MAYOR PAUL SCHELL and his pal Port commissioner Pat Davis are now taking sharply different positions in the World Trade Organization blame game. In an>"/>
MAYOR PAUL SCHELL and his pal Port commissioner Pat Davis are now taking sharply different positions in the World Trade Organization blame game. In an interview with a City Council committee probing WTO's failures, Davis said the city agreed up front to help pay for last year's riot-torn trade ministerial that left the city and other government entities holding a $12 million tab.
Schell insists he made no such commitment, though he won't bluntly concede that Davis misrepresented the city's position. He says his only agreement with her was to not ask the US for host money, in an effort to sweeten Davis' WTO bid to the State Department. The city's early role was merely as "window dressing" to promote the convention effort, Schell claims.
The council committee, in a report released last week, thinks Davis did in fact mislead Schell by not only making the unauthorized commitment but not revealing she had made it. The report says she made similar misleading and unapproved promises on behalf of the county and the state, and recommends she be censured.
Davis, director of the Washington Council on International Trade, headed the Seattle Host Committee, the private corporate effort to bring WTO to Seattle. She promised to reimburse the city $1.5 million for security, but her host committee recently came forth with only a fifth of that. Schell, her friend and fellow promoter of Seattle as a major port of trade, lobbied US officials for Davis and offered the city's resources. After Seattle won the bid and was faced with a growing threat of violence, Schell bravely invited visitors to come down and shop while the WTO was in session, then imposed a curfew, established a no-protest zone, and outlawed gas masks as downtown was sacked. Ultimately, the events damaged him politically and left the impression that WTO had been City Hall's screwball idea.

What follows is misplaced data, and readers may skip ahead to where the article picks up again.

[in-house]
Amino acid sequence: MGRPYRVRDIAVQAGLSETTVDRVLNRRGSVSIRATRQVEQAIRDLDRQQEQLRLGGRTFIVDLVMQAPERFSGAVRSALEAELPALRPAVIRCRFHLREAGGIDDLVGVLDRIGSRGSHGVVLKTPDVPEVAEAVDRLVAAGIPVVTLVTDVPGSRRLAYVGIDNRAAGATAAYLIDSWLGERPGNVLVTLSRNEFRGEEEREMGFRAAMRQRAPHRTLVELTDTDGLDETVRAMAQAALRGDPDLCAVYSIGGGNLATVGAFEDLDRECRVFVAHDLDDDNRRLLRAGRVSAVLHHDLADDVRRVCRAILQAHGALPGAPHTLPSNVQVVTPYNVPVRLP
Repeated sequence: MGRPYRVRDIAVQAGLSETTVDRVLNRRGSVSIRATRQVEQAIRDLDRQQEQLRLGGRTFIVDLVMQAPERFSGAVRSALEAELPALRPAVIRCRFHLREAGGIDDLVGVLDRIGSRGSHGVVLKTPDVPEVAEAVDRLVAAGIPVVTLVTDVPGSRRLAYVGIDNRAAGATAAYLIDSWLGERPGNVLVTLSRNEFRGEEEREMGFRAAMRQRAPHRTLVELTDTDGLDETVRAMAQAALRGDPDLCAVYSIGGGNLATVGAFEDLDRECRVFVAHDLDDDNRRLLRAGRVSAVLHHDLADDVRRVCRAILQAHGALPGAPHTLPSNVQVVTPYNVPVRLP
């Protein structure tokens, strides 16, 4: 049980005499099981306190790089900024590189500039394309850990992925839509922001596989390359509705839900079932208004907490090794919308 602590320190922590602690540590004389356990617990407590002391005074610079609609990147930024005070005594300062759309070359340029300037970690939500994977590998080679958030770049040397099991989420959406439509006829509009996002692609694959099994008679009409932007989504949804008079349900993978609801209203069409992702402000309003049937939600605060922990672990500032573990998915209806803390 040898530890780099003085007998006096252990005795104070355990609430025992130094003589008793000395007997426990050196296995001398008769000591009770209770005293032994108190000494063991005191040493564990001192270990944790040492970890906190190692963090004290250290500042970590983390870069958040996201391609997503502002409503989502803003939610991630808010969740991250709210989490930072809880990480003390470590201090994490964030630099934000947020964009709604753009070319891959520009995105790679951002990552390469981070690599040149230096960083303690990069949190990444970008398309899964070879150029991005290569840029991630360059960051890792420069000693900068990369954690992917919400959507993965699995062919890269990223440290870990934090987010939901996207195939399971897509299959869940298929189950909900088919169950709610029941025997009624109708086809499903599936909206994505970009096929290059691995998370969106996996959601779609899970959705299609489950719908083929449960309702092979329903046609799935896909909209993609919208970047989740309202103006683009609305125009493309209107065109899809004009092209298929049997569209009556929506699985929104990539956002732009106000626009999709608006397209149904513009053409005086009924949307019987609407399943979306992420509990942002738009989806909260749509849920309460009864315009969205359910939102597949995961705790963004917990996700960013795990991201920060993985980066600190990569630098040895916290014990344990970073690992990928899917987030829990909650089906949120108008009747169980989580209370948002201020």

But as he maneuvers now to define his culpability—he has accepted some blame and shifted other to his now-resigned police chief, Norm Stamper—Schell has distanced himself from Davis' efforts. In a May 22 Q&A session with a WTO Accountability Review Committee panel, Schell said Davis, directly or indirectly, first asked him to get involved in 1998.
Panel: "Did you have any other direct involvement prior to this?"
Schell: "No. We were window dressing. I shouldn't say we were—we were showing our support for the application by letting our name be used."
Referring to Davis' testimony given earlier to the review committee and to a copy of a December 16, 1998, letter sent by Davis to the US State Department, panel chairman Bob Rohan told the mayor that Davis had promised the city would help pick up all WTO costs, but ducked a question on whether she had the mayor's OK to make that claim.